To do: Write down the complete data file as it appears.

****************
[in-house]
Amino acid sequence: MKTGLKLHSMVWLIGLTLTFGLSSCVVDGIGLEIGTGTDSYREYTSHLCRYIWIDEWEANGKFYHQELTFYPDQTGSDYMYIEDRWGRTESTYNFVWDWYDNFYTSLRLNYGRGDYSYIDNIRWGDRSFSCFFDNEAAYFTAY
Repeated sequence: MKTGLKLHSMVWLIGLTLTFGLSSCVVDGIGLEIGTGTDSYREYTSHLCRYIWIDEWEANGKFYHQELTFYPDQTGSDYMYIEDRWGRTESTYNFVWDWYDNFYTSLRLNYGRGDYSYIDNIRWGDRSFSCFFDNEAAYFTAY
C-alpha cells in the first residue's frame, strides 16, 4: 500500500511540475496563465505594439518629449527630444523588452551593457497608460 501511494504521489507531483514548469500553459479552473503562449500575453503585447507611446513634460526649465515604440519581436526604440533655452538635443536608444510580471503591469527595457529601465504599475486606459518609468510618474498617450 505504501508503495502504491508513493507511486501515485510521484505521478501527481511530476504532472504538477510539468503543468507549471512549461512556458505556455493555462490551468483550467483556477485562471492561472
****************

[in-house]
Amino acid sequence: MKTGLKLHSMVWLIGLTLTFGLSSCVVDGIGLEIGTGTDSYREYTSHLCRYIWIDEWEANGKFYHQELTFYPDQTGSDYMYIEDRWGRTESTYNFVWDWYDNFYTSLRLNYGRGDYSYIDNIRWGDRSFSCFFDNEAAYFTAY
Repeated sequence: MKTGLKLHSMVWLIGLTLTFGLSSCVVDGIGLEIGTGTDSYREYTSHLCRYIWIDEWEANGKFYHQELTFYPDQTGSDYMYIEDRWGRTESTYNFVWDWYDNFYTSLRLNYGRGDYSYIDNIRWGDRSFSCFFDNEAAYFTAY
C-alpha cells in the first residue's frame, strides 16, 4: 500500500511540475496563465505594439518629449527630444523588452551593457497608460 501511494504521489507531483514548469500553459479552473503562449500575453503585447507611446513634460526649465515604440519581436526604440533655452538635443536608444510580471503591469527595457529601465504599475486606459518609468510618474498617450 505504501508503495502504491508513493507511486501515485510521484505521478501527481511530476504532472504538477510539468503543468507549471512549461512556458505556455493555462490551468483550467483556477485562471492561472